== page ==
Meanwhile, according to Diaz’s lawyer, “Mr. St-Pierre remains legally and ethically obligated to fight Mr. Diaz at 170 pounds or else vacate the belt in favor of those prepared to fight at welterweight.” Yes, this is seriously where they are going with this whole thing.

  • iamphoenix

    imaginate diaz being literally smoke.

  • iamphoenix

    fuck this comment bullshit. see you guys in five years when its fixed.

  • wakawaka

    “As it stands, there is STILL no evidence that Georges wasn’t 170 on the nose anyways. ”

    Of course not. The person there for the athletic commission during the weigh in, is the ONLY person who knows this. GSP could have weighed 170.9 and by the direction of the commission he writes down 170.

    Fuck Diaz, it’s not about him. It’s about the shady ass Quebec Commission breaking it’s own fuckin rules.

  • kvelertak

    This is a legit complaint. GSP shouldnt get favoritism.

  • GSP’s on Juice

    In your rush to defend your boyfriend GSP and slam your enemy Diaz, you declared this weigh in issue an open and shut case prematurely. The text messages released by Nick’s lawyer recently shed a different light on the situation, one that warrants further examination. Being the respectable, fair and balanced source of MMA news that fightlinker is, I expect coverage of this new development today.

  • thingvolds

    Yeah so are you guys gonna cover the text messages released by the Diaz camp regarding this fiasco? You probably should, lest this place become just a GSP / Ronda Rousey fansite and nothing more.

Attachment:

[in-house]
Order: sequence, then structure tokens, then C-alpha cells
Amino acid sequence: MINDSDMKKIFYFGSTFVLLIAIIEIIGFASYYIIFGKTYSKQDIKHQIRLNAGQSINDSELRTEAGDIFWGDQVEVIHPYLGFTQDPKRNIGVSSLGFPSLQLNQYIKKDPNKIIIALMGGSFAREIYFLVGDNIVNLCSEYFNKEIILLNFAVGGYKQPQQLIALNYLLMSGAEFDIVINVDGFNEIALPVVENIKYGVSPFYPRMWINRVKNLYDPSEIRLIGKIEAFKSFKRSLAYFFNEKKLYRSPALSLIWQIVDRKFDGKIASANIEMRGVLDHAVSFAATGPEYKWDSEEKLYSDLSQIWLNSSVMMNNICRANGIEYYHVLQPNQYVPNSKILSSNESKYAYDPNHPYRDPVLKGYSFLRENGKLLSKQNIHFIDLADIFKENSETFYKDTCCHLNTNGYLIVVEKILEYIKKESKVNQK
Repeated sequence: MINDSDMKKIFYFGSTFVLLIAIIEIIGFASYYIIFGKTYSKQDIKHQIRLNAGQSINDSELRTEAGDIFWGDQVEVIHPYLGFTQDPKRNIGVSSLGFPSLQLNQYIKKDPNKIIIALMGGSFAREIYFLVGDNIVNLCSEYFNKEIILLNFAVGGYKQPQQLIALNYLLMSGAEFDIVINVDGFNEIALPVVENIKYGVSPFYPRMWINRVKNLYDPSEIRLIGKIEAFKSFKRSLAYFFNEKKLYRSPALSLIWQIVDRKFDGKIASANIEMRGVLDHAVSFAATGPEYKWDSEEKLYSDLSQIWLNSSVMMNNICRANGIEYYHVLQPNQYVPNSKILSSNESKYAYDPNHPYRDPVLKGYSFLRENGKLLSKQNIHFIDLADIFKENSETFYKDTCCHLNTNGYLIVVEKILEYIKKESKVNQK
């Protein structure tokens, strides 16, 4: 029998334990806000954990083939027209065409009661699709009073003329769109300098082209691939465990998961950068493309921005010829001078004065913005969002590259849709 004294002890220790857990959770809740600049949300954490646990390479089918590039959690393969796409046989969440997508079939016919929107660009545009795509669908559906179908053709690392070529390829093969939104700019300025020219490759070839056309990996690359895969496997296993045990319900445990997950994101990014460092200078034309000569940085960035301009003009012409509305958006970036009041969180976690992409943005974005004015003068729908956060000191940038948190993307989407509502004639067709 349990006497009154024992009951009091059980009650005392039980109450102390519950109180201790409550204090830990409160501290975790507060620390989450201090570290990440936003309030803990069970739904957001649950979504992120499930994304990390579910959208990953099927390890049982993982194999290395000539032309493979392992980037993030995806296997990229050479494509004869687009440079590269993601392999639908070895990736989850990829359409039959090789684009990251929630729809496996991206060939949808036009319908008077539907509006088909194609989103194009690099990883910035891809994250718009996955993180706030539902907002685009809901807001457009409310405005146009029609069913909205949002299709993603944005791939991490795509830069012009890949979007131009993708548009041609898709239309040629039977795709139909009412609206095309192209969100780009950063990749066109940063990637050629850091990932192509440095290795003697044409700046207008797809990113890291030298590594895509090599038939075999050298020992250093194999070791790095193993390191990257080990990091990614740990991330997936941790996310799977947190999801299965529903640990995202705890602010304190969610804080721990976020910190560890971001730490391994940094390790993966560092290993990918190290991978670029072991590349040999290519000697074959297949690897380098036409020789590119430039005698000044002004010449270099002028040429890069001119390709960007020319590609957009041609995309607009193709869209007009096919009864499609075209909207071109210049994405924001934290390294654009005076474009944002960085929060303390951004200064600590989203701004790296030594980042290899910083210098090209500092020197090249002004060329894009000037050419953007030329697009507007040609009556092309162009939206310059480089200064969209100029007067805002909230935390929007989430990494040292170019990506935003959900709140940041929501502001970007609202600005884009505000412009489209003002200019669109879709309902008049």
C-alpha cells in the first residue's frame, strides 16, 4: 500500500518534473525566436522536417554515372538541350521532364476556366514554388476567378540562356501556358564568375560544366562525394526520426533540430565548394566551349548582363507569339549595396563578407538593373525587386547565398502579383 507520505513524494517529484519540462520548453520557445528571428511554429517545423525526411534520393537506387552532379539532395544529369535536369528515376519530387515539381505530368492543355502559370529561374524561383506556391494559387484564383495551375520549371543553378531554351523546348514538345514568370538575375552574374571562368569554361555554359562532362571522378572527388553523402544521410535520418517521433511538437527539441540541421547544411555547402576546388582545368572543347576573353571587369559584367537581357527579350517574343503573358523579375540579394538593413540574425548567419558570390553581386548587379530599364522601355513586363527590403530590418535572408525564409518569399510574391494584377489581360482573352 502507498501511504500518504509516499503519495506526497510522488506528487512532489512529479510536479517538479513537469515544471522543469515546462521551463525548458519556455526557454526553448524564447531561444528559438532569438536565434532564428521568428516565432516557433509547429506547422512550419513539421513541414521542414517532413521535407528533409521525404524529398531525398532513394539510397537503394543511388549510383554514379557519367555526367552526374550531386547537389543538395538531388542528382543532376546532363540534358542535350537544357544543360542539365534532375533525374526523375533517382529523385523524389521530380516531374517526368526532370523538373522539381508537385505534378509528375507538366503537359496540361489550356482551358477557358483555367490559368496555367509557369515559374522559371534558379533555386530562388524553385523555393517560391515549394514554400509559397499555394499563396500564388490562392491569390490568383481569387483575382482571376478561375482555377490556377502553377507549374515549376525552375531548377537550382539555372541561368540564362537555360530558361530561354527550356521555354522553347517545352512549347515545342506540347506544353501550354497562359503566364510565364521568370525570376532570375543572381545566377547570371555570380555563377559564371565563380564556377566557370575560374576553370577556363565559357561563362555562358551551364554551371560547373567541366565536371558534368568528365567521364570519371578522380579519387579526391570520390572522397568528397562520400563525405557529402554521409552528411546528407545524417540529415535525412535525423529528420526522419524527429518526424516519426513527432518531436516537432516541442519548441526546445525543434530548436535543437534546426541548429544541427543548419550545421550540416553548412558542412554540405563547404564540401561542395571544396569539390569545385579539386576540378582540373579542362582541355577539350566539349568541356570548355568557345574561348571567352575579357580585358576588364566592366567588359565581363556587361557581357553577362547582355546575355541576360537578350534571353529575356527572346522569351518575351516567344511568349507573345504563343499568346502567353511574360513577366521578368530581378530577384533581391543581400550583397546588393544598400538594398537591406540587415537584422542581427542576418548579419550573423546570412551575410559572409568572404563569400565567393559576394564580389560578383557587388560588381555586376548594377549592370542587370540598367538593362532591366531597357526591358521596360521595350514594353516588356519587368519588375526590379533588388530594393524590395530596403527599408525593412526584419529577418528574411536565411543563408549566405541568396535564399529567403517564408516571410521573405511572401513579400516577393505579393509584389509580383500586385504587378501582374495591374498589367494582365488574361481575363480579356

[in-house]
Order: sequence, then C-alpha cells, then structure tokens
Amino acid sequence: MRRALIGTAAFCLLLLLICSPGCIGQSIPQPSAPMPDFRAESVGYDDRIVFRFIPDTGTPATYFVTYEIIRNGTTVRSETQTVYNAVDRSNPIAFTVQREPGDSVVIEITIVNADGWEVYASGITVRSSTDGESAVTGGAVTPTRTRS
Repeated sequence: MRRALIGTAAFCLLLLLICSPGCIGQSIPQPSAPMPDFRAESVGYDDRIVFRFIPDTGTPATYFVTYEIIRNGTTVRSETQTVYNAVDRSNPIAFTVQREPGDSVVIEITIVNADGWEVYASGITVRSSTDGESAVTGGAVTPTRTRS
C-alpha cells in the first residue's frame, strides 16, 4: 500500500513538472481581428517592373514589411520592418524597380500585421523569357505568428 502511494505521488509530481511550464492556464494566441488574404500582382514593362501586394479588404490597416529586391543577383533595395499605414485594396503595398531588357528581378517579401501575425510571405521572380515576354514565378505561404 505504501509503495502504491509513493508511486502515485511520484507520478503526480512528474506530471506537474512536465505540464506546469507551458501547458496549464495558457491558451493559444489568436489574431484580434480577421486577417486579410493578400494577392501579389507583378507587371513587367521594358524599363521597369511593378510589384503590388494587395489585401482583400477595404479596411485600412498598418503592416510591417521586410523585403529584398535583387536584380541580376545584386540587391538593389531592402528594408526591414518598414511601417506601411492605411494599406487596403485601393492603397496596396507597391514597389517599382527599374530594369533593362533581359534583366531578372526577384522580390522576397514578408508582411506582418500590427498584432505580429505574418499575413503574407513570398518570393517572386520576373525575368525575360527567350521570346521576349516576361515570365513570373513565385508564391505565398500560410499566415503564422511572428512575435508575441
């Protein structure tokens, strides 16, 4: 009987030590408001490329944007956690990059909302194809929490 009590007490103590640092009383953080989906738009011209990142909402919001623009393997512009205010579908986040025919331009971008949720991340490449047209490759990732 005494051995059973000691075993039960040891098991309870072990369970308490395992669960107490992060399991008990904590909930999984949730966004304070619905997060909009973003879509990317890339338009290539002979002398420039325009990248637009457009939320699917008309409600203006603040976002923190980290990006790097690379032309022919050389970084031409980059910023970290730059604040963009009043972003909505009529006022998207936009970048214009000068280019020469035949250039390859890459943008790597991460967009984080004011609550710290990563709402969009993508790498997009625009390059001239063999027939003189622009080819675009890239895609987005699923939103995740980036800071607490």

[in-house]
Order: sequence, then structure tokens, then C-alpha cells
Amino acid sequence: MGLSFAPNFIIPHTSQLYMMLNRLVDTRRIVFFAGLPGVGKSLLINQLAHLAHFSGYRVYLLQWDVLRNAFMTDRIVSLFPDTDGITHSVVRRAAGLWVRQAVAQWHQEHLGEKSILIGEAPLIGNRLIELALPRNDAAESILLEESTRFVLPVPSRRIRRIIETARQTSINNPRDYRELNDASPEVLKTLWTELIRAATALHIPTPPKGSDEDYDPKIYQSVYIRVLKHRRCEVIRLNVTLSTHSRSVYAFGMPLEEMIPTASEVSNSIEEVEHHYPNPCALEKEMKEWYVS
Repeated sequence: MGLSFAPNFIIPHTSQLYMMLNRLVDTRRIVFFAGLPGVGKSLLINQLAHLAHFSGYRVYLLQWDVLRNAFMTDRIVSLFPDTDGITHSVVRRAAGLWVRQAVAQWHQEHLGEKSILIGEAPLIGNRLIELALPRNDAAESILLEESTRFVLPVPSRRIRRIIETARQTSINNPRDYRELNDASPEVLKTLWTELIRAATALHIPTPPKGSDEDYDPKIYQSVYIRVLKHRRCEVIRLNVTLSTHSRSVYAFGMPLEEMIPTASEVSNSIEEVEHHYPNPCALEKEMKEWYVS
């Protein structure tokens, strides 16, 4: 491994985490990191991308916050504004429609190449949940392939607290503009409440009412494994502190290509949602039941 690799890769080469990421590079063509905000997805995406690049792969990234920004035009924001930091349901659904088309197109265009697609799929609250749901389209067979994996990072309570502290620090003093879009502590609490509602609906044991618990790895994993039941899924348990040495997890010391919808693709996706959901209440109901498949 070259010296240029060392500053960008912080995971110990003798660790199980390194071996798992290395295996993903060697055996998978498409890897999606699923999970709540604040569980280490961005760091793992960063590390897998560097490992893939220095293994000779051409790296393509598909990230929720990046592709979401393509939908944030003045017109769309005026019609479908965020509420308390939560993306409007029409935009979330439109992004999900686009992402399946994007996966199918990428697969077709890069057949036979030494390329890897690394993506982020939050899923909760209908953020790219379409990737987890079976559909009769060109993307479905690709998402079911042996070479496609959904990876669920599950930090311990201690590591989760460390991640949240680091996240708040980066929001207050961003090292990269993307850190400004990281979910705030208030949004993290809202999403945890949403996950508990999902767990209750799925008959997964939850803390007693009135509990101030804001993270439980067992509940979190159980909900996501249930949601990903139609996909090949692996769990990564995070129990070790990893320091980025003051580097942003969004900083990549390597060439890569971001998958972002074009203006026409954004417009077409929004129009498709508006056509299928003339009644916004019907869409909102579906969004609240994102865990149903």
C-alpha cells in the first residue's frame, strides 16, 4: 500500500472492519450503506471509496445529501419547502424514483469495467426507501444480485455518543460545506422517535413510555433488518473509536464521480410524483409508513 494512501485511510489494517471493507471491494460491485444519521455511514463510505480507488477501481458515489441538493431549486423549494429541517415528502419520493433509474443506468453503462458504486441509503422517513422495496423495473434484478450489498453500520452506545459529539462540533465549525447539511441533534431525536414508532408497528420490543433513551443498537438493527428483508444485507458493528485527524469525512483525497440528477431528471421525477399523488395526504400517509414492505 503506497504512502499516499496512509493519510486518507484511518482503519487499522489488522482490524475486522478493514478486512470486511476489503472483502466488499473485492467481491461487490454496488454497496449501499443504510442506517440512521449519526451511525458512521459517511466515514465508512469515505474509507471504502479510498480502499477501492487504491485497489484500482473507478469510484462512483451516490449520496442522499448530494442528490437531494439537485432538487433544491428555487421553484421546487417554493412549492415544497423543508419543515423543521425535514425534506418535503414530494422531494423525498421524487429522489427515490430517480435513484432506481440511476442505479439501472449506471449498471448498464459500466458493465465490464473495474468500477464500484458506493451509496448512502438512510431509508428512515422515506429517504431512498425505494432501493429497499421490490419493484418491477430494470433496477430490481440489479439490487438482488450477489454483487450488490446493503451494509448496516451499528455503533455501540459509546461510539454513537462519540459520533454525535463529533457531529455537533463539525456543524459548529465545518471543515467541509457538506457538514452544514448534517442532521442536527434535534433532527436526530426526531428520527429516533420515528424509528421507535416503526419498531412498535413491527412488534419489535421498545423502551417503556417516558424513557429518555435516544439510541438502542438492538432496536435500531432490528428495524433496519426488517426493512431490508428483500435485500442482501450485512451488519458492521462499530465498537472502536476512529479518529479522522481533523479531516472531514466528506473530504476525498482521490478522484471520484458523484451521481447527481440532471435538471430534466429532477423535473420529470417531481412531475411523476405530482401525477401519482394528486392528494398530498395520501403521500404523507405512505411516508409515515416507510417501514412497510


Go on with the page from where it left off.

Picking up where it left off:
• thingvolds

    Jonathan Tweedale, Nick Diaz’s lawyer, contacted Bloody Elbow and exclusively provided very interesting text message transcripts from the evening of the weigh in, explaining “Given some of the media coverage, we need to set the record straight on the timing that the issue of the 0.9 was raised by Nick Diaz. The issue was pursued immediately. On the evening of March 15, Mike Mersch and I exchanged the following correspondence (via text message), in which he denied any knowledge of a .9 allowance or ignoring the decimal.”

    Mersch, again, was the man in the video who informed the camp of the “no decimal” changes.

    Here is the text conversation between Tweedale (JDT) and Mersch (MM), which starts at 9:24 p.m.:

    JDT: “Hi Mike. Nick is curious about the .9 pound allowance at today’s weigh-in for his championship bout. He doesn’t want to be a nuisance about this, but he’s a bit confused. Can you shed any light?”

    MM: “I don’t know what you’re talking about. All parties weighed in appropriately according [to] the Quebec Commission.”